You can add “change” to that old truism that death and taxes are the only certainties in this life.
I got an unexpected lesson in that just yesterday, when I attended the artist’s reception for an art show titled “CHANGE: A Photo Exhibition on the Impermanence of Life” at The Arts Mill in Grafton, Wisconsin. I was one of the artists featured, and it was a juried show, and so this was big deal for me on several levels. For one thing, that I got anything into the competitive show at all, much less two of my three submissions. And for another, that I was exhibiting anything, anywhere, at all.
2018 has been a “lost year” for me in many ways. Despite retiring from my job as a prosecuting attorney a few weeks ago with great fanfare to ostensibly focus more on writing and photography and things that are by nature creative and fun, I’ve spent virtually the entire year responding to an ongoing, grueling family medical emergency. Shit happens. Plans change. Writing fell to the wayside immediately. Photography fell by the wayside as well. Creativity and self-indulgence and any semblance of self-care fell by the wayside. What’s left of me can be very un-pretty on some days.
And yet, when I saw the call for art for the “CHANGE” show several months ago, I was intrigued and inspired. And finally I forced myself to set aside my other worries and sit at my computer long enough to pull some images from my archives and my memory and formally enter them in the art show competition.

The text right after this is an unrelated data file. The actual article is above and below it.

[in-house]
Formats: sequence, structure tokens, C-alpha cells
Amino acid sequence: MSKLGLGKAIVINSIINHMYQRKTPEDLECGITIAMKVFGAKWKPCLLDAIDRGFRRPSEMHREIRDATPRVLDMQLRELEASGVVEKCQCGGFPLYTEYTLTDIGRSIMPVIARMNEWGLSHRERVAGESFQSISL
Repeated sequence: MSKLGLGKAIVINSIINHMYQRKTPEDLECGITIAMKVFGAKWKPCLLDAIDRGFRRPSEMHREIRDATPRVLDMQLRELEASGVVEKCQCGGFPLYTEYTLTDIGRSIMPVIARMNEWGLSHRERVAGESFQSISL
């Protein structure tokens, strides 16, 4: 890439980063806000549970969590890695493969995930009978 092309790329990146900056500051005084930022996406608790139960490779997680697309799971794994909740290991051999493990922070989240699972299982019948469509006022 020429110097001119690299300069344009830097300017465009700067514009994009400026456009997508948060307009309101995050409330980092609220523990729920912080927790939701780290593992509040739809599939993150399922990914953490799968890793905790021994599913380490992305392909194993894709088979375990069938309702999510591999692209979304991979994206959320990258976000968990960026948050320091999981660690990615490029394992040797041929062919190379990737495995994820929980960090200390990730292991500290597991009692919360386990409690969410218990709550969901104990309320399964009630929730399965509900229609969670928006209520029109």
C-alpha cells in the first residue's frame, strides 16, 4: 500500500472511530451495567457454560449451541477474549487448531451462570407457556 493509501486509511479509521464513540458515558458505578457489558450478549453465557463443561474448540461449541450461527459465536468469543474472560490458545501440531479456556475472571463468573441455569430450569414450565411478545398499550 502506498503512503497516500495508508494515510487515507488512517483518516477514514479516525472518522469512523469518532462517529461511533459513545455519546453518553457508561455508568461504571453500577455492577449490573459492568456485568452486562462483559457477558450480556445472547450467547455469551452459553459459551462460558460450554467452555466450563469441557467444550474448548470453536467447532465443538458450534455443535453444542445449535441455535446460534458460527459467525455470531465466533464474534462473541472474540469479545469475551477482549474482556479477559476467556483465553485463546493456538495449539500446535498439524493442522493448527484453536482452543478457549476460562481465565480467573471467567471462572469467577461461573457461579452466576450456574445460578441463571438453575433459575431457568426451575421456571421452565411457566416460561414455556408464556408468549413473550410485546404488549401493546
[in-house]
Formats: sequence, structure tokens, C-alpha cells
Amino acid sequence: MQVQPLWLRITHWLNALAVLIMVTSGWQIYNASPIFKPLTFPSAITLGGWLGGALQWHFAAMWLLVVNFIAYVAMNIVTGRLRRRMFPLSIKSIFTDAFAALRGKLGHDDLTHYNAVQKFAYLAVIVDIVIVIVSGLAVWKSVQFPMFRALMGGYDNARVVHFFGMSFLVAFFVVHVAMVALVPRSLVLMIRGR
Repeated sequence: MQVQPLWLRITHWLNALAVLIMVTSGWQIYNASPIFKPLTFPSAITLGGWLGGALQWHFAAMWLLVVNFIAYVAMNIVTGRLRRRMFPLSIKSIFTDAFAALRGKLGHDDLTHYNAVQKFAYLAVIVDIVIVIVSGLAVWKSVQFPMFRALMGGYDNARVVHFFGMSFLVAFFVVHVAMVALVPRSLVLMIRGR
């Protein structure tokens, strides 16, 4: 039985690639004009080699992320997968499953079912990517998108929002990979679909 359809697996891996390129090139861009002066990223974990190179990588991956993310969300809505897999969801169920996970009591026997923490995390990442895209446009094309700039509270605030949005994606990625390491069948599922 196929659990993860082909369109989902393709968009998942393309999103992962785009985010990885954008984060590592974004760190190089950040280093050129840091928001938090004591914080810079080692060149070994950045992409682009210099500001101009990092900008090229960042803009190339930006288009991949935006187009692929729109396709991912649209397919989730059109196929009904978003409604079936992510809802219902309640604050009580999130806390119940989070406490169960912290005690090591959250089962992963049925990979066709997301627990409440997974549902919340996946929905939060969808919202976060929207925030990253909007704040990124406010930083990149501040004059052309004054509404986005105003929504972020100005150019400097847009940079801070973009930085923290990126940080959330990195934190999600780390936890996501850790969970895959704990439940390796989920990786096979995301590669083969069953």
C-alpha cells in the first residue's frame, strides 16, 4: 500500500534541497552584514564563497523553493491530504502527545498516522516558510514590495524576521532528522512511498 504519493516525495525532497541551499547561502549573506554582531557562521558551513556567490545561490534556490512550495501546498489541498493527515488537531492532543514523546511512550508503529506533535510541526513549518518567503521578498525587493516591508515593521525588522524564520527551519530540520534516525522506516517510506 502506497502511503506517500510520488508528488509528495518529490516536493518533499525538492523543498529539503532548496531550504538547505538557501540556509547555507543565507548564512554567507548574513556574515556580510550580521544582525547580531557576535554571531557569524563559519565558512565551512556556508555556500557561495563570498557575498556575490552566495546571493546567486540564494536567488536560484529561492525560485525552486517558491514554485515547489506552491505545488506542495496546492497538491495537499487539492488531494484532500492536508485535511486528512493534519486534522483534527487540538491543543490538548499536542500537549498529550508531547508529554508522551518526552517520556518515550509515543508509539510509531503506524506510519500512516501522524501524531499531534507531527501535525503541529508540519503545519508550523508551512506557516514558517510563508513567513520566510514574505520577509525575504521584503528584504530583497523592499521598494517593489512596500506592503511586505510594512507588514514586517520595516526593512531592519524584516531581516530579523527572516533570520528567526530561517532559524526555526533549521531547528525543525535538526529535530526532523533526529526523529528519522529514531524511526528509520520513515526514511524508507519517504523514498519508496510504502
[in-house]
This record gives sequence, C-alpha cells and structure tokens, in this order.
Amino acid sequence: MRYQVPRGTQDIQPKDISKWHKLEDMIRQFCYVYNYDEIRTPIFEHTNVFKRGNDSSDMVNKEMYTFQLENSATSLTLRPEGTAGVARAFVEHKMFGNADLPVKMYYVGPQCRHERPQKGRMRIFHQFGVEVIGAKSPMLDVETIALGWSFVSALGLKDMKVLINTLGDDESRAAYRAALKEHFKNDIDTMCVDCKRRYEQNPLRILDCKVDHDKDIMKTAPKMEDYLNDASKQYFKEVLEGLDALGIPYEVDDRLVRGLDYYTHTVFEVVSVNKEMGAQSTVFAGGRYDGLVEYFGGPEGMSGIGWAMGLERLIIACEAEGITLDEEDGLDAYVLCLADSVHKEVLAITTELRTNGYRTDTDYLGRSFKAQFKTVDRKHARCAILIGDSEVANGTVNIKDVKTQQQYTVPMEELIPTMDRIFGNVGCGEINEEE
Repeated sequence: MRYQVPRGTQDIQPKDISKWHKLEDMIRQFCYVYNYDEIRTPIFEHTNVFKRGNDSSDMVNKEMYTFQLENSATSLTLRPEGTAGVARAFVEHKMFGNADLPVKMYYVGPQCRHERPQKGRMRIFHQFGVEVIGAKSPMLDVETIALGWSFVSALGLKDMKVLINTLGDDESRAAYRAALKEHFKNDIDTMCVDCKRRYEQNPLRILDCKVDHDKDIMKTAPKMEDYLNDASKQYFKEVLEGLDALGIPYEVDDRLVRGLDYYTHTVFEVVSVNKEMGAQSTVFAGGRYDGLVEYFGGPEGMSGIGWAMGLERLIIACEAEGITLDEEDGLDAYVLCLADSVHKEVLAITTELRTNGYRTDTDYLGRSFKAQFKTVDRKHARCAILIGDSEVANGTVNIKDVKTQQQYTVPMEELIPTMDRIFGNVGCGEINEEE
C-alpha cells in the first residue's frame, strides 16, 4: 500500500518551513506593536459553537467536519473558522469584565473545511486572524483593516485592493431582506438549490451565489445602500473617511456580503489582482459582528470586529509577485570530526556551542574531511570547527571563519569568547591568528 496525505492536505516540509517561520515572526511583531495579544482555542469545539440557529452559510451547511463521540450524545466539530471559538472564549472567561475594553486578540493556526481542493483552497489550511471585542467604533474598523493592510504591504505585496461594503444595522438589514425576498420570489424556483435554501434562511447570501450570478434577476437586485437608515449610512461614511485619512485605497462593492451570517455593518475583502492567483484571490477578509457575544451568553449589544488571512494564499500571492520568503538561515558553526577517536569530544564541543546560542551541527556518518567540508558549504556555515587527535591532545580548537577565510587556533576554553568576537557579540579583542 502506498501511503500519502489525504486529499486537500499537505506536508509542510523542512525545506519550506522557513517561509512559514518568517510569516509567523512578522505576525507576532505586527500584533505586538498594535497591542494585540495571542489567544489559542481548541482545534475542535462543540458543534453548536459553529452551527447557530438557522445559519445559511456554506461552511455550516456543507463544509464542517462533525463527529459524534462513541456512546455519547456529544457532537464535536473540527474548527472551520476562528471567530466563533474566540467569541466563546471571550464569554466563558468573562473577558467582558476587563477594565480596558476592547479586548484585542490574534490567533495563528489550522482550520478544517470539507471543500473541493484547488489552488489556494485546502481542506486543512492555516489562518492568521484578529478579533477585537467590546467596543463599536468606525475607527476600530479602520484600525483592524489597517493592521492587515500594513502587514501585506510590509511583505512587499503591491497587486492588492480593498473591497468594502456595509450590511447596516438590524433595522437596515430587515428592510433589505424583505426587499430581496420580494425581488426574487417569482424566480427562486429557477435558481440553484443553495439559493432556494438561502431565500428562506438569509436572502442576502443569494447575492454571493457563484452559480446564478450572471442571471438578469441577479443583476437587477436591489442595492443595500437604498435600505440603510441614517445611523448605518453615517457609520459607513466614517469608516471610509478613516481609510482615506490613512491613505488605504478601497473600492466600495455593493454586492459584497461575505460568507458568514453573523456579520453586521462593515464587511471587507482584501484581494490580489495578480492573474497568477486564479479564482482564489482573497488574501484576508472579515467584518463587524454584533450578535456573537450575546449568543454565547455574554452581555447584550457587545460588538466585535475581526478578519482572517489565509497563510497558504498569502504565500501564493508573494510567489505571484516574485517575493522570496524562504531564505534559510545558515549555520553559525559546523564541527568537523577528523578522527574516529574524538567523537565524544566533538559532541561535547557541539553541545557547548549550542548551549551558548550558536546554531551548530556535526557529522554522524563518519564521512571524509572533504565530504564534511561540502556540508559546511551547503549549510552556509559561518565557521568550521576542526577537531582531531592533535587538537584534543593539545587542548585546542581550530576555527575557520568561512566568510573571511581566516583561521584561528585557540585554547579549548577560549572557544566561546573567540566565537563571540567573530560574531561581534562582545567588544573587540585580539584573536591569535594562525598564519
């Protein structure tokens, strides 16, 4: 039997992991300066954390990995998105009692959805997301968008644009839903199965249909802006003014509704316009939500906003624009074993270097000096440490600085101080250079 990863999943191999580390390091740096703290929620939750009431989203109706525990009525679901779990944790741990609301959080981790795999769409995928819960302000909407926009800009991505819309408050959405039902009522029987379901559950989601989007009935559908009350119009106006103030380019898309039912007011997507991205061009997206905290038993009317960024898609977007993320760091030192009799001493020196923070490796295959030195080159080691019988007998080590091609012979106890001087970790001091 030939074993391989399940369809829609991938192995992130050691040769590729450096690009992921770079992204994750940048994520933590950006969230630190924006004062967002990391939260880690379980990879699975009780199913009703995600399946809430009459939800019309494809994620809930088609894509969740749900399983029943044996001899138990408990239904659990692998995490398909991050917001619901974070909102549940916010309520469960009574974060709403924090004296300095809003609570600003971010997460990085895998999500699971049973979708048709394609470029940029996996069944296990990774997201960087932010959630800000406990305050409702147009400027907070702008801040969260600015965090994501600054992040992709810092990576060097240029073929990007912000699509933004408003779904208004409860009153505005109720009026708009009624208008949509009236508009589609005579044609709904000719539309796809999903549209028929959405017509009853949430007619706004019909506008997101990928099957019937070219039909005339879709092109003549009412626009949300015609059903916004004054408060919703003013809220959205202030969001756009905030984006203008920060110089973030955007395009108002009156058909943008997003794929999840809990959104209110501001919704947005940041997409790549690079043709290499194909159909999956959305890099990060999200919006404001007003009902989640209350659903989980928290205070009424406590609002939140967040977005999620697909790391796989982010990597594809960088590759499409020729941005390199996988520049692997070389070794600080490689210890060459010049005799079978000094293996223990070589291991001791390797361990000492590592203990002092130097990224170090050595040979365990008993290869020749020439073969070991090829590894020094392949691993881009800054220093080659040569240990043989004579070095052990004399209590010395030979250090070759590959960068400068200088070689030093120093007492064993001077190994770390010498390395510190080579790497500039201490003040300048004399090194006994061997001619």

Two of the three images were chosen by the judge for inclusion. One, “Impermanence,” is a photograph of shadows cast by a group of sightseers against a giant outcropping of rock on the edge of the Grand Canyon. I think I’m one of the shadows, in fact. There is nothing subtle or nuanced about their image. They look like a kinder, gentler version of the shadows left by the nuclear bomb at Hiroshima. Evidence of our being on this Earth looks quite starkly ephemeral when compared with the thousands of years that the rock has endured wind and weather, driving snow and scorching heat.
The other, “End of the Line,” features a gloriously colorful old passenger train car far past formal retirement, decaying into rust amid weeds and rails and other hulking ruins. As an object lesson in how shiny functional things still can’t beat the onslaught of time, it works pretty well.
And so I ordered prints of the photos and framed them and dropped them off at the gallery weeks before the show opened, and marked the date for the “artist reception” on my calendar. I don’t have much time or energy for a social life these days, but for this I’d make an exception!
It’s always delightful to go to an art show and see what inspires other folks, and talk with them about where their ideas come from. Synergy is a wonderful thing! But as I chatted about my own photos, I gave voice to just what “changes” these particular images marked for me in a very personal way. This was nothing that I had had in mind when I chose them to enter in the art show, and nothing that I was even vaguely pondering as I dropped them off.